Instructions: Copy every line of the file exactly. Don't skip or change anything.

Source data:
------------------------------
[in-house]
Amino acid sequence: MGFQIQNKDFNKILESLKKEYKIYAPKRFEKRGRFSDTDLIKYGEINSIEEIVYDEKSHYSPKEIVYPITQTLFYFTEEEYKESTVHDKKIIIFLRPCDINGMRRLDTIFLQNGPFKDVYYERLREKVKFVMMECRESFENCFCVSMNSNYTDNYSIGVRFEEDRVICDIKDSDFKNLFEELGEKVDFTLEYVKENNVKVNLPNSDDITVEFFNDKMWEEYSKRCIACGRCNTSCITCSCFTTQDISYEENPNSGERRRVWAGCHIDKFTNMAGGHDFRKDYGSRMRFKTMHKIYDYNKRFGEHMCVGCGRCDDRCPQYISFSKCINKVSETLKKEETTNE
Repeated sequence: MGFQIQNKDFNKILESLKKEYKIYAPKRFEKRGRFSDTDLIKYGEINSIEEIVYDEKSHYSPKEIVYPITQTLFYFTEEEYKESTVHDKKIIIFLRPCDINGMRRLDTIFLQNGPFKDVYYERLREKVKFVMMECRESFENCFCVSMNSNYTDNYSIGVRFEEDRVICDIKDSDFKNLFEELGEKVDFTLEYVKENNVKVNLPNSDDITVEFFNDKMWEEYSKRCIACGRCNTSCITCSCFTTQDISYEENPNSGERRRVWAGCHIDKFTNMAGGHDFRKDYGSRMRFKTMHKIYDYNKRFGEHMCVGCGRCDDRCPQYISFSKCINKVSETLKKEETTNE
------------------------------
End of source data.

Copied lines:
[in-house]
Amino acid sequence: MGFQIQNKDFNKILESLKKEYKIYAPKRFEKRGRFSDTDLIKYGEINSIEEIVYDEKSHYSPKEIVYPITQTLFYFTEEEYKESTVHDKKIIIFLRPCDINGMRRLDTIFLQNGPFKDVYYERLREKVKFVMMECRESFENCFCVSMNSNYTDNYSIGVRFEEDRVICDIKDSDFKNLFEELGEKVDFTLEYVKENNVKVNLPNSDDITVEFFNDKMWEEYSKRCIACGRCNTSCITCSCFTTQDISYEENPNSGERRRVWAGCHIDKFTNMAGGHDFRKDYGSRMRFKTMHKIYDYNKRFGEHMCVGCGRCDDRCPQYISFSKCINKVSETLKKEETTNE
Repeated sequence: MGFQIQNKDFNKILESLKKEYKIYAPKRFEKRGRFSDTDLIKYGEINSIEEIVYDEKSHYSPKEIVYPITQTLFYFTEEEYKESTVHDKKIIIFLRPCDINGMRRLDTIFLQNGPFKDVYYERLREKVKFVMMECRESFENCFCVSMNSNYTDNYSIGVRFEEDRVICDIKDSDFKNLFEELGEKVDFTLEYVKENNVKVNLPNSDDITVEFFNDKMWEEYSKRCIACGRCNTSCITCSCFTTQDISYEENPNSGERRRVWAGCHIDKFTNMAGGHDFRKDYGSRMRFKTMHKIYDYNKRFGEHMCVGCGRCDDRCPQYISFSKCINKVSETLKKEETTNE